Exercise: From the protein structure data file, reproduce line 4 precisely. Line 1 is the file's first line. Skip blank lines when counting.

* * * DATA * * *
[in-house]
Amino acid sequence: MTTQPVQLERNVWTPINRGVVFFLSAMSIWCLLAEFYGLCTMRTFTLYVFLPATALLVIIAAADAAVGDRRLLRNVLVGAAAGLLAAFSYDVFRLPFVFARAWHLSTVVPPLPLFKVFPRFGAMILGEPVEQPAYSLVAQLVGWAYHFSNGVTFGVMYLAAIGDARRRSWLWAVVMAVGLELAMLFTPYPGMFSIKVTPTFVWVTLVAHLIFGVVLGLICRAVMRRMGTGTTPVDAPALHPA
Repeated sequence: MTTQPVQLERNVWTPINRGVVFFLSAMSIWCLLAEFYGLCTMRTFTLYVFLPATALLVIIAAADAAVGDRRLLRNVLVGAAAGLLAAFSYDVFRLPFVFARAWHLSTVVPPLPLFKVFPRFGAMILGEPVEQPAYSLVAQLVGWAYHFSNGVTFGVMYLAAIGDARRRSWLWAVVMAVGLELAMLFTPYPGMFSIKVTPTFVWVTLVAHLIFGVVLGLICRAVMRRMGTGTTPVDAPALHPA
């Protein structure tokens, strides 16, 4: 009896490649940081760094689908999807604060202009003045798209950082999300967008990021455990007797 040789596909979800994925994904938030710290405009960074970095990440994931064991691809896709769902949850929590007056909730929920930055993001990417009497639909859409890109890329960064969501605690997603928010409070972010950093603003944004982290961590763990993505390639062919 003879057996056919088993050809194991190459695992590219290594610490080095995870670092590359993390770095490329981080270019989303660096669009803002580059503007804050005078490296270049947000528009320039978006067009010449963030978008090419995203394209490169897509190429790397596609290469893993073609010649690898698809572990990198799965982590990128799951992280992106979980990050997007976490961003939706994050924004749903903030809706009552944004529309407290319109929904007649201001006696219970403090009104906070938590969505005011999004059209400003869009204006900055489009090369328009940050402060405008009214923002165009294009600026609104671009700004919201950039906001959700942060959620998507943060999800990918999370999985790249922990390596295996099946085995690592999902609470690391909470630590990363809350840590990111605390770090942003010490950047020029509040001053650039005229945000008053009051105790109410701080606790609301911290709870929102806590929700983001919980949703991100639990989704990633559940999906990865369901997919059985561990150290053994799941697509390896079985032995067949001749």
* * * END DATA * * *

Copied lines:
């Protein structure tokens, strides 16, 4: 009896490649940081760094689908999807604060202009003045798209950082999300967008990021455990007797 040789596909979800994925994904938030710290405009960074970095990440994931064991691809896709769902949850929590007056909730929920930055993001990417009497639909859409890109890329960064969501605690997603928010409070972010950093603003944004982290961590763990993505390639062919 003879057996056919088993050809194991190459695992590219290594610490080095995870670092590359993390770095490329981080270019989303660096669009803002580059503007804050005078490296270049947000528009320039978006067009010449963030978008090419995203394209490169897509190429790397596609290469893993073609010649690898698809572990990198799965982590990128799951992280992106979980990050997007976490961003939706994050924004749903903030809706009552944004529309407290319109929904007649201001006696219970403090009104906070938590969505005011999004059209400003869009204006900055489009090369328009940050402060405008009214923002165009294009600026609104671009700004919201950039906001959700942060959620998507943060999800990918999370999985790249922990390596295996099946085995690592999902609470690391909470630590990363809350840590990111605390770090942003010490950047020029509040001053650039005229945000008053009051105790109410701080606790609301911290709870929102806590929700983001919980949703991100639990989704990633559940999906990865369901997919059985561990150290053994799941697509390896079985032995067949001749």